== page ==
Last Friday night was perhaps the first time I’ve felt legitimately unsafe walking the streets of Austin since I moved here a little over a year ago.

I wanted to attend a Halloween event at a queer-friendly bar downtown, and decided to take the bus instead of paying for parking. This meant there was a good half mile of walking involved.

Not two blocks from the bar, I passed a large group of men hanging out on the sidewalk. I had considered crossing the street to avoid them, but the bar was on my side of the street so I told myself it was silly.

As I passed by, I heard whistles, cheers, then, “Hey, turn around,” followed by, “I love them titties!”

I didn’t turn around, but walked all the faster, pulling my arms in to my sides just in case someone reached out to try to grab one.

I felt a swell of relief when another woman was standing waiting at the cross-walk at the intersection before the bar, and even more relief once I was safely inside. But I still understood that the costume which had made me feel confident and beautiful when I looked in my bathroom mirror had also made me a target.

And that I had another half-mile walk to get home.

Upon leaving the bar, I decided to walk a block north to avoid potentially passing the same group of men on my way back to the bus. Only this meant I was on a less well-trafficked street.

As I passed a parking lot, I heard more shouts, including, “Aren’t you going to respond?”

No, I’m not. I’m going to put up my invisible armour, walk faster, and try to figure out how fast I could run in these heels, how loud I could scream if I needed to. Some people might read this and think, “Oh, she’s over-reacting.”

I think I’m surprised it hasn’t happened more frequently.

There hasn’t been a lot of research on the prevalence of street harassment. A recent study by Stop Street Harassment states that two-thirds of women report experiencing street harassment, and one in five women report also being followed.

Considering that around two-thirds of rapes are not reported to the police, it’s fair to assume that incidences of street harassment may be severly under-reported as well. It makes sense that other, smaller studies indicate that up to 99% of women have experienced some form of street harassment.

Whatever the figures, I think we can all agree they’re much too high.

In many ways, the Internet and social media have been useful means of highlighting this issue and it’s importance, as well as offering solutions to women, or at least solidarity.

Artist Tatyana Fazlalizadeh created a street art campaign in 2012 entitled, Stop Telling Women to Smile. Last August, Rob Bliss created a PSA for Hollaback! which shows Shoshana B Roberts suffering over 100 incidences of street harassment while walking in New York City.

Also this summer, Feminista Jones, in conjunction with Black Girl Dangerous, started a Twitter campaign with the hashtag #YouOKSis, a call to action for bystanders to check in with women who they perceive are being harassed on the street.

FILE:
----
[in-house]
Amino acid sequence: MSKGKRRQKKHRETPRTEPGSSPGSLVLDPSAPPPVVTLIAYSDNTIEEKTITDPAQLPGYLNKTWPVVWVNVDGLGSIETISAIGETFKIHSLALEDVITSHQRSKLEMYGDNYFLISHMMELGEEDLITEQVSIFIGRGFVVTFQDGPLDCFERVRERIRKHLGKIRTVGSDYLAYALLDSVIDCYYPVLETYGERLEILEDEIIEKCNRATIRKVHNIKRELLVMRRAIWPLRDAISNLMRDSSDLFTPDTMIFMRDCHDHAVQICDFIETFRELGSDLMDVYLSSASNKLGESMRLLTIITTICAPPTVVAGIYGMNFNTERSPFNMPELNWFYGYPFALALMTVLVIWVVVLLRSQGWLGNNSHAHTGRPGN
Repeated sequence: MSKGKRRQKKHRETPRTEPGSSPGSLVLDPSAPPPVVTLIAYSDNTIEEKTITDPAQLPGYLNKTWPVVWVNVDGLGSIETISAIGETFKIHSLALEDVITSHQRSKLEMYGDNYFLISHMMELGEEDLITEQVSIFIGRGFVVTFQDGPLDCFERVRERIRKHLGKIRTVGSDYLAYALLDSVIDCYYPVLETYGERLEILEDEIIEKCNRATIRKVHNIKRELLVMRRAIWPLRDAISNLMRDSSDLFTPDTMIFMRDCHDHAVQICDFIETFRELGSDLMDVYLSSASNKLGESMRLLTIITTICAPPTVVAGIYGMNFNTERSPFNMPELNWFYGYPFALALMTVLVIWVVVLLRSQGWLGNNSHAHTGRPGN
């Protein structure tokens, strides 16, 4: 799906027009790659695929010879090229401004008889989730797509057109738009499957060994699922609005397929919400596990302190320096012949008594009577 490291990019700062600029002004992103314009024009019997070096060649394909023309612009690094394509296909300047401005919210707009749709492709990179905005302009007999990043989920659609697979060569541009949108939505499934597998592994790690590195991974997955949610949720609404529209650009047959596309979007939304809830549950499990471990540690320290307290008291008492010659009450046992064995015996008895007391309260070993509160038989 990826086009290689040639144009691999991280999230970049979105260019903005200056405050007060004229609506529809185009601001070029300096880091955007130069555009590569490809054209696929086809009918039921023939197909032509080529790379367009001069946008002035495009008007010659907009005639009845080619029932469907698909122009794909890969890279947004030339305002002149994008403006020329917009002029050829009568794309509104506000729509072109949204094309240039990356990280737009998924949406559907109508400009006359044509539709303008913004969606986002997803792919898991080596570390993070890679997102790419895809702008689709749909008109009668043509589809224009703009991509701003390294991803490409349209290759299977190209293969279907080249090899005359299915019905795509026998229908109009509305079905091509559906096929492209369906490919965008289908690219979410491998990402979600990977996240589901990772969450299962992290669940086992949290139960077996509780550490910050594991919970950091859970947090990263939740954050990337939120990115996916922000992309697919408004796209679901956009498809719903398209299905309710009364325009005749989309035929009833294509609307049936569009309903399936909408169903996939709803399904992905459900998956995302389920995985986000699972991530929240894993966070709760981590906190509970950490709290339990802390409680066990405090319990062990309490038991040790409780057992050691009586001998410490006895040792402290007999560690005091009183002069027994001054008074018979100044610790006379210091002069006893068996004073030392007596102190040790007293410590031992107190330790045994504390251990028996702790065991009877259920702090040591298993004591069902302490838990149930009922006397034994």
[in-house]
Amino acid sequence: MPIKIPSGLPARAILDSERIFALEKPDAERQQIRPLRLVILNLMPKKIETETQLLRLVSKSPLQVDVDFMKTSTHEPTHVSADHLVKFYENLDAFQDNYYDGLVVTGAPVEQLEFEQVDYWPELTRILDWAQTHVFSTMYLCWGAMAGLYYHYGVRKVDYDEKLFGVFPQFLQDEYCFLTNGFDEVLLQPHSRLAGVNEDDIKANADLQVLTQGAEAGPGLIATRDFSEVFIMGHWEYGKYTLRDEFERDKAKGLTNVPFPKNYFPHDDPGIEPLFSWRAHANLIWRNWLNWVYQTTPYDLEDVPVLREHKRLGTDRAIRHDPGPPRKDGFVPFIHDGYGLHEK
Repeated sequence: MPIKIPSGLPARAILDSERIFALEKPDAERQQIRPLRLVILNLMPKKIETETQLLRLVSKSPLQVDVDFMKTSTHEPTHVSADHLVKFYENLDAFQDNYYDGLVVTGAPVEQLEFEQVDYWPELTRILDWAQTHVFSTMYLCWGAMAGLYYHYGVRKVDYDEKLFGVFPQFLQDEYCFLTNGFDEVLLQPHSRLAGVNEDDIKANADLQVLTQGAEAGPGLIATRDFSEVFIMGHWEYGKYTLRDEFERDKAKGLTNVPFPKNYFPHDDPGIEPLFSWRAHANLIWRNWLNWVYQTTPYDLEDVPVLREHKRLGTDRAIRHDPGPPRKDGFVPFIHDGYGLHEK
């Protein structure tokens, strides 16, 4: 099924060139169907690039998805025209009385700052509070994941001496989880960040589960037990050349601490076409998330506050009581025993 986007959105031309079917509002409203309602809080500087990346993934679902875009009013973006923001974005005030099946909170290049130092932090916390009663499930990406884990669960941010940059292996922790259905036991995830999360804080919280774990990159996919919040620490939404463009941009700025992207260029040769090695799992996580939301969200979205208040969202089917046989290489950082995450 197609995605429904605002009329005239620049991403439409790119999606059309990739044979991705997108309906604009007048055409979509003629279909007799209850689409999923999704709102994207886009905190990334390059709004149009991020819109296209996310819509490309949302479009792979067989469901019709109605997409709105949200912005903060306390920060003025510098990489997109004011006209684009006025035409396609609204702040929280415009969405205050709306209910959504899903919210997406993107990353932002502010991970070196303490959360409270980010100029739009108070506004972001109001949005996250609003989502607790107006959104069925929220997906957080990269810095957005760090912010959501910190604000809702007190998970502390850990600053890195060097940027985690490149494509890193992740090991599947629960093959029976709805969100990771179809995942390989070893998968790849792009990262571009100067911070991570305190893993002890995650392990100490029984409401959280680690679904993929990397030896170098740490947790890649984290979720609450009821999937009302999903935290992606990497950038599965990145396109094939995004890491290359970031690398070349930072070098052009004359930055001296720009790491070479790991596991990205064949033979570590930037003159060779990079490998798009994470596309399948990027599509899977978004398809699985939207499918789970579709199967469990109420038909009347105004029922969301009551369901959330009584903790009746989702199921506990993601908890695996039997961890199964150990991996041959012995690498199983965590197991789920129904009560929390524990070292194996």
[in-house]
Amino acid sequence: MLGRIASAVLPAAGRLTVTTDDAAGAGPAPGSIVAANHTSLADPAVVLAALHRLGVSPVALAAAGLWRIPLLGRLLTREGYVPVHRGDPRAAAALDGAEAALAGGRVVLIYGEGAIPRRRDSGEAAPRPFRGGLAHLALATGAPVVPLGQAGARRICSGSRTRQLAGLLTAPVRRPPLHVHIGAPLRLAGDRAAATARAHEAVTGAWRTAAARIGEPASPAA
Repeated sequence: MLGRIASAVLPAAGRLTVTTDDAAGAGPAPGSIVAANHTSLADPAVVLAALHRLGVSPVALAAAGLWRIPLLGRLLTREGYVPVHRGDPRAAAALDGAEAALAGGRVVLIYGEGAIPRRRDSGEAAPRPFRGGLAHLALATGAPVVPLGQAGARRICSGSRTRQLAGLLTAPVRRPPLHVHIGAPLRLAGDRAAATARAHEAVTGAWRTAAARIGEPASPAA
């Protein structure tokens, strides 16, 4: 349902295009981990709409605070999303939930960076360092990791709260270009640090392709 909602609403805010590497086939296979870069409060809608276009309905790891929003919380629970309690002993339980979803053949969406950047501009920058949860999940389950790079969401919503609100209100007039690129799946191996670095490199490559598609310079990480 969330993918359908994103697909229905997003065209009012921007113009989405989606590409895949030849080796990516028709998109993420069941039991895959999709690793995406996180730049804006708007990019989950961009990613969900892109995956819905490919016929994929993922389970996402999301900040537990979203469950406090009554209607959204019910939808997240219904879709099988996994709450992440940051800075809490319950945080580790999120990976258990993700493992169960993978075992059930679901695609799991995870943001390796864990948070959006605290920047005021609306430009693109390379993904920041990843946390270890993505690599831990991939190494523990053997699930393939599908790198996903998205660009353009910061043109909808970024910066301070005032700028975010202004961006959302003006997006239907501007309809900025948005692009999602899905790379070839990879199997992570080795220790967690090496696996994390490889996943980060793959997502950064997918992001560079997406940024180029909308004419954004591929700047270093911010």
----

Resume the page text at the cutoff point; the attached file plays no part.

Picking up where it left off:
This video, created in conjunction with the campaign, features women speaking out about their experiences with street harassment and how it made them feel. While #YouOKSis is targeted towards black women, bystander interaction is an important part of stopping street harassment for ALL women. When I posted on Facebook about what happened to me last weekend, I was disheartened by the number of female friends who responded, “Me, too.”

One woman walking with another female friend late at night said they DID have a man try to grab them. She voiced the same fear and vulnerability I felt, and the same anger with herself for feeling it. I shudder to think whether any woman I know can say she hasn’t felt that fear – or worse. And despite my feminist beliefs, in that moment of attack, it’s hard not to feel shame mixed in with the fear. Not to think, “Well, I’m not wearing a bra,” and “My skirt is kind of short,” when I know that doesn’t actually make a difference.

In fact, I have proof of that.

Another friend posted a similar status on Facebook not a day later. She was harassed by a Renaissance Fair worker who was disappointed in her for daring to cover her “large breasts,” and who threatened her with impregnation. Even if it was supposed to be some sort of bawdy in-character joke, it was in no way funny or appropriate. Those men don’t know, and perhaps don’t care, how long half a mile feels when you’re gripped by fear. When every passing stranger now has the potential to be an enemy.

Only one of the incidences of street harassment I experienced last weekend was on an otherwise deserted street. Part of the fear street harassment elicits is in the feeling of being alone. Of thinking there’s no one who could help you. Sometimes that might literally be true, but more often than not, street harassment is happening right out in the open on a busy or crowded street.

If you’re a man, or someone with masculine gender presentation, consider carefully how your words and your actions might impact others. We need to all work together to cultivate a culture where no one ever needs feel afraid to walk down the street alone.

Bystander awareness and bystander action are important elements of eradicating street harassment, as this comic illustrates. If you see a woman, someone with feminine gender presentation, a gender non-conforming person, an obviously queer person, etc. walking alone down the street and you hear a strange man make some comment to her, no matter how innocent it seems, check in.

Even if it seems like he’s just saying hello.

This article was originally published by The Horn on 10/29/2014.

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